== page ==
Work-life imbalance, insufficient incomes top causes of work stress in India, survey finds

By: |
October 07, 2021 4:01 PM

Based on the survey responses of 3,881 professionals from July 31 to September 24, the findings reveal that over half of India's employed professionals are feeling stressed at work.

Job StressAmid such stressful times, 1 in 3 professionals are also seen drawing optimism from the availability of jobs and improved control over expenses. (Representative image)

A significant percentage of employed professionals in India are feeling stressed at work, and work-life imbalance, insufficient incomes, and slow career progress are cited as top three causes of work stress in India, says a survey.

Leading online professional network LinkedIn has launched a special ‘mental health’ edition of the Workforce Confidence Index to address the prevalence of work stress in India, and how professionals expect greater flexibility to keep their mental health in check.

Based on the survey responses of 3,881 professionals from July 31 to September 24, the findings reveal that more than half of India’s (55 per cent) employed professionals are feeling stressed at work.

The latest edition of the Workforce Confidence Index revealed that India’s overall workforce confidence remained steady with a composite score of 55 from July 31 to September 24, 2021, despite drastic transformations in the world of work.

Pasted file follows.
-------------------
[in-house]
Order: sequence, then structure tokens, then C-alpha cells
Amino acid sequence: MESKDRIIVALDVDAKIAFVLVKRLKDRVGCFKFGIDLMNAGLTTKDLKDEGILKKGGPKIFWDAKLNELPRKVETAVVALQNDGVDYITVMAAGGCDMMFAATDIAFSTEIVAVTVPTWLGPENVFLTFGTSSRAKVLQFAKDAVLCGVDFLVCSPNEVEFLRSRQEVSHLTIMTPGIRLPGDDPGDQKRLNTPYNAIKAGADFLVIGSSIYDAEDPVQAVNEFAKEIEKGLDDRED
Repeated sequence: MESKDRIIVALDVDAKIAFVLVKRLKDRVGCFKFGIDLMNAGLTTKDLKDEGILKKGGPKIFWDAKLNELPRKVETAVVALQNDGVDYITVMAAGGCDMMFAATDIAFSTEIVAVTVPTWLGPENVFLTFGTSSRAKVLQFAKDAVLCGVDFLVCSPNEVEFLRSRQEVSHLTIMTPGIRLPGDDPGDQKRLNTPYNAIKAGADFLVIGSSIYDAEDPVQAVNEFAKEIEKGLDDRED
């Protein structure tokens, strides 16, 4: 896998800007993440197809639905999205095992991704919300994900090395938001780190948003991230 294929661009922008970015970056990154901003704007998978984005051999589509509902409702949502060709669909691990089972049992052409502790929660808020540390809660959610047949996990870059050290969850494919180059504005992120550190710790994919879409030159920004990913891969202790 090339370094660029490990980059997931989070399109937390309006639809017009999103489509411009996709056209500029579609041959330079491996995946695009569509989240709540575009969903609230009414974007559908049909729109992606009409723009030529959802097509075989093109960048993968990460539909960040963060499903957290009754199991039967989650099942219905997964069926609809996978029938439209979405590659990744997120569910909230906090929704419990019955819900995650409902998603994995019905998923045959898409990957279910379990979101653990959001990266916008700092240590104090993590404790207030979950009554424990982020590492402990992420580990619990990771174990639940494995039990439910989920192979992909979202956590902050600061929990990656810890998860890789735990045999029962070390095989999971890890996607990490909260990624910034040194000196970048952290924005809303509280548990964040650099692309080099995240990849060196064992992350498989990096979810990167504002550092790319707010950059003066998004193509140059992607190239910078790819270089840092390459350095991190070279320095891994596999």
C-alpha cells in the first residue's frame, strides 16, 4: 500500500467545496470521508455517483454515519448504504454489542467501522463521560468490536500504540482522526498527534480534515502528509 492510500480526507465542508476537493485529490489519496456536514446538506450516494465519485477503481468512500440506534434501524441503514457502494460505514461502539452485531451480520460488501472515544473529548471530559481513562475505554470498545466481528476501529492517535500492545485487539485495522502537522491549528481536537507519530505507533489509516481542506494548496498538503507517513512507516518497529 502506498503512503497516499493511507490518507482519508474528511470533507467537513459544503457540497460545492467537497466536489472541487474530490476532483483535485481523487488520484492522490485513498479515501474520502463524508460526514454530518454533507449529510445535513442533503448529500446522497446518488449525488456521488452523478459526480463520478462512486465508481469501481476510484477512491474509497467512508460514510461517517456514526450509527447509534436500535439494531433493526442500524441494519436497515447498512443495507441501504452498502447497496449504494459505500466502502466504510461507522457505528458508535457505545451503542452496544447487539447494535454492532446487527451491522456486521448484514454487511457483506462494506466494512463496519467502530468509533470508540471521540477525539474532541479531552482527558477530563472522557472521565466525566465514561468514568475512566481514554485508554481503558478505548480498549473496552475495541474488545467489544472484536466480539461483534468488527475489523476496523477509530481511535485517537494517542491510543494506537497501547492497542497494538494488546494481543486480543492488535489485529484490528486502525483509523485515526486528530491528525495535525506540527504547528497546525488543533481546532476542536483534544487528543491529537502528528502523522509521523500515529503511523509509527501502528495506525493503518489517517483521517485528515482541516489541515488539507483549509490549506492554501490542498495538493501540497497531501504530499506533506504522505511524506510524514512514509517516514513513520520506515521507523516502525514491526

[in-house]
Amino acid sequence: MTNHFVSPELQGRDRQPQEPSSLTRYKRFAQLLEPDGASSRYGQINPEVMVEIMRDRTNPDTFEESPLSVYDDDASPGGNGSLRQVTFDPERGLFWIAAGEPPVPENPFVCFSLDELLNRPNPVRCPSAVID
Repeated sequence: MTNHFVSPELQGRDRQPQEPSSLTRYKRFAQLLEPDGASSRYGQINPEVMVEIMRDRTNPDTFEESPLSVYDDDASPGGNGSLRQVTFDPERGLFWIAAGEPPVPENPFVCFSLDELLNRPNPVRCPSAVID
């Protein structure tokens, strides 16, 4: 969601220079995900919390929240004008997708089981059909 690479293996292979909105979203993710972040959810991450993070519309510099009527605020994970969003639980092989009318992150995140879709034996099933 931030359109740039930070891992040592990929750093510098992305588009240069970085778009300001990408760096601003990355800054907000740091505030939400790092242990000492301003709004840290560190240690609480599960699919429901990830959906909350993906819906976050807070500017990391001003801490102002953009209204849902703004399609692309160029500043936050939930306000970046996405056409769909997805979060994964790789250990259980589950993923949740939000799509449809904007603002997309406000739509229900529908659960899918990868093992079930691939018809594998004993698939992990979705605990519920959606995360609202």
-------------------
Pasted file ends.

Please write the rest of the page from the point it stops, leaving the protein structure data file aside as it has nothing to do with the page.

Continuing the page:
When asked to share their primary reasons for work stress, employed professionals cited ‘balancing work with personal needs’ (34 per cent), ‘not making enough money’ (32 per cent), and ‘slow career advancement’ (25 per cent) as the top three stressors at work today.

“These stressful times of change have impelled the need for greater flexibility and work-life balance among professionals. But our survey reveals a wide gap between what employees need and what employers are offering to cope with stress,” said Ashutosh Gupta, India Country Manager, LinkedIn.

Gupta further said that while nearly half of (47 per cent) employed professionals wish to end work at reasonable hours, only about one-thirds (36 per cent) were actually able to do so. And while 41 per cent planned for time-off, only 30 per cent could take time off in the past two months.

“These alarming statistics reflect the urgency for companies to understand how creating a culture that encourages work-life balance and prioritises well-being is critical moving forward,” Gupta said.

Amid such stressful times, 1 in 3 professionals are also seen drawing optimism from the availability of jobs (36 per cent) and improved control over expenses (30 per cent) in today’s recovering, yet competitive jobs marketplace.

 

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